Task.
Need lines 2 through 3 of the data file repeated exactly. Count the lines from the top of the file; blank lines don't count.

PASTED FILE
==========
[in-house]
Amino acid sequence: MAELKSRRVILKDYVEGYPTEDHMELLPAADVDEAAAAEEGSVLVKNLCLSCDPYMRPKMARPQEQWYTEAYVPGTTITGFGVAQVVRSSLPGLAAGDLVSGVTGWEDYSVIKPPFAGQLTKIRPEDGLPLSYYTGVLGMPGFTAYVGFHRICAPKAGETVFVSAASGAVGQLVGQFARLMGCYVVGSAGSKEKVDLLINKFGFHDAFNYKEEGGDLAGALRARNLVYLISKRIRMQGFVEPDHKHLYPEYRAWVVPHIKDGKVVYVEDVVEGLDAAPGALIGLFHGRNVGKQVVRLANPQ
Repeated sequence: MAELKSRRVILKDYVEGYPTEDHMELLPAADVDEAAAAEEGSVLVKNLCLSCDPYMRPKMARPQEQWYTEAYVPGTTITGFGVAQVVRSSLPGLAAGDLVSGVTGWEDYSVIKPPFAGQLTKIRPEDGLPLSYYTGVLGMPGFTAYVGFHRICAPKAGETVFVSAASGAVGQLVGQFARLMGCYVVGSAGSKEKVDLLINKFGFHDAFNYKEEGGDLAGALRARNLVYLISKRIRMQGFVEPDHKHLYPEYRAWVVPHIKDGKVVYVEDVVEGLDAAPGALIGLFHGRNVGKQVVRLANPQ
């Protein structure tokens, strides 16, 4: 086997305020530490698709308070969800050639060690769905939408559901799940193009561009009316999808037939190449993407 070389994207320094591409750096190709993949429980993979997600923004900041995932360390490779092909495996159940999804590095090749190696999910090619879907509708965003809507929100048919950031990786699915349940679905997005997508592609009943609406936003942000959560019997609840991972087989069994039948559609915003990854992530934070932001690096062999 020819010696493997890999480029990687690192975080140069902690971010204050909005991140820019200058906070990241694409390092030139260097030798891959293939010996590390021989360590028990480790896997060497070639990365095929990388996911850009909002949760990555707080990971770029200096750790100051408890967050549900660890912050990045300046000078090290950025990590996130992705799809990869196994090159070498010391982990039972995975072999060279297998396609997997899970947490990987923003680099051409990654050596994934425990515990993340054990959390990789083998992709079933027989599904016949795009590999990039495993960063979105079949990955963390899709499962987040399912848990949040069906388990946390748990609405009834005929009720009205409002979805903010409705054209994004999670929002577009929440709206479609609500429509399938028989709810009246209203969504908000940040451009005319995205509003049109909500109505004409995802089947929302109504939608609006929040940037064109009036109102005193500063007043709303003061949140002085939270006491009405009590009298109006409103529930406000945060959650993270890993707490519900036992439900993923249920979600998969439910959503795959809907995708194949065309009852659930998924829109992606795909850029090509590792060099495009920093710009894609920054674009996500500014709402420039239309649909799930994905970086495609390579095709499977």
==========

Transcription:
Amino acid sequence: MAELKSRRVILKDYVEGYPTEDHMELLPAADVDEAAAAEEGSVLVKNLCLSCDPYMRPKMARPQEQWYTEAYVPGTTITGFGVAQVVRSSLPGLAAGDLVSGVTGWEDYSVIKPPFAGQLTKIRPEDGLPLSYYTGVLGMPGFTAYVGFHRICAPKAGETVFVSAASGAVGQLVGQFARLMGCYVVGSAGSKEKVDLLINKFGFHDAFNYKEEGGDLAGALRARNLVYLISKRIRMQGFVEPDHKHLYPEYRAWVVPHIKDGKVVYVEDVVEGLDAAPGALIGLFHGRNVGKQVVRLANPQ
Repeated sequence: MAELKSRRVILKDYVEGYPTEDHMELLPAADVDEAAAAEEGSVLVKNLCLSCDPYMRPKMARPQEQWYTEAYVPGTTITGFGVAQVVRSSLPGLAAGDLVSGVTGWEDYSVIKPPFAGQLTKIRPEDGLPLSYYTGVLGMPGFTAYVGFHRICAPKAGETVFVSAASGAVGQLVGQFARLMGCYVVGSAGSKEKVDLLINKFGFHDAFNYKEEGGDLAGALRARNLVYLISKRIRMQGFVEPDHKHLYPEYRAWVVPHIKDGKVVYVEDVVEGLDAAPGALIGLFHGRNVGKQVVRLANPQ